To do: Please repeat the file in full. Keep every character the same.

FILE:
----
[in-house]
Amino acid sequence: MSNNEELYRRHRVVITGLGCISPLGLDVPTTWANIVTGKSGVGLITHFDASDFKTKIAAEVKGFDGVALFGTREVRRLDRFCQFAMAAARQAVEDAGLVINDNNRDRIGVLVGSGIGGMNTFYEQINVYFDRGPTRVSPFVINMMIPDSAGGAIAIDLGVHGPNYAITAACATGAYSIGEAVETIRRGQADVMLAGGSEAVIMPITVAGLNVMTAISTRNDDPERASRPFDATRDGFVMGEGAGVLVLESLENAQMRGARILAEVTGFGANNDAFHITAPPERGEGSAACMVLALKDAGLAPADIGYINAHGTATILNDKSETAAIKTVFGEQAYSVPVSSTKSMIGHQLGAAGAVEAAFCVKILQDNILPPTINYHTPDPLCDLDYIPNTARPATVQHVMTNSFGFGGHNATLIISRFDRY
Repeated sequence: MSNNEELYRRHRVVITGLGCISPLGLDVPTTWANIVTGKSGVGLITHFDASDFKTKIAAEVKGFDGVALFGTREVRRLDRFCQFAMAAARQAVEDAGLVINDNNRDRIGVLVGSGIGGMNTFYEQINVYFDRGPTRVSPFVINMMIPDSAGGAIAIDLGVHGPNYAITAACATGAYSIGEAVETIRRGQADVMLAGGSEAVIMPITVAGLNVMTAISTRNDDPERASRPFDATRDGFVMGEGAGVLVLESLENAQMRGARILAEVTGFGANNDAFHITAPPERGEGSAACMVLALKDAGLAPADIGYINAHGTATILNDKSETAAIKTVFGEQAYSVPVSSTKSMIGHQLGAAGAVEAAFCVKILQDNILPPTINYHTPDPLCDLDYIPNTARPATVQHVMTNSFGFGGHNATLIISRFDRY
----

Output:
[in-house]
Amino acid sequence: MSNNEELYRRHRVVITGLGCISPLGLDVPTTWANIVTGKSGVGLITHFDASDFKTKIAAEVKGFDGVALFGTREVRRLDRFCQFAMAAARQAVEDAGLVINDNNRDRIGVLVGSGIGGMNTFYEQINVYFDRGPTRVSPFVINMMIPDSAGGAIAIDLGVHGPNYAITAACATGAYSIGEAVETIRRGQADVMLAGGSEAVIMPITVAGLNVMTAISTRNDDPERASRPFDATRDGFVMGEGAGVLVLESLENAQMRGARILAEVTGFGANNDAFHITAPPERGEGSAACMVLALKDAGLAPADIGYINAHGTATILNDKSETAAIKTVFGEQAYSVPVSSTKSMIGHQLGAAGAVEAAFCVKILQDNILPPTINYHTPDPLCDLDYIPNTARPATVQHVMTNSFGFGGHNATLIISRFDRY
Repeated sequence: MSNNEELYRRHRVVITGLGCISPLGLDVPTTWANIVTGKSGVGLITHFDASDFKTKIAAEVKGFDGVALFGTREVRRLDRFCQFAMAAARQAVEDAGLVINDNNRDRIGVLVGSGIGGMNTFYEQINVYFDRGPTRVSPFVINMMIPDSAGGAIAIDLGVHGPNYAITAACATGAYSIGEAVETIRRGQADVMLAGGSEAVIMPITVAGLNVMTAISTRNDDPERASRPFDATRDGFVMGEGAGVLVLESLENAQMRGARILAEVTGFGANNDAFHITAPPERGEGSAACMVLALKDAGLAPADIGYINAHGTATILNDKSETAAIKTVFGEQAYSVPVSSTKSMIGHQLGAAGAVEAAFCVKILQDNILPPTINYHTPDPLCDLDYIPNTARPATVQHVMTNSFGFGGHNATLIISRFDRY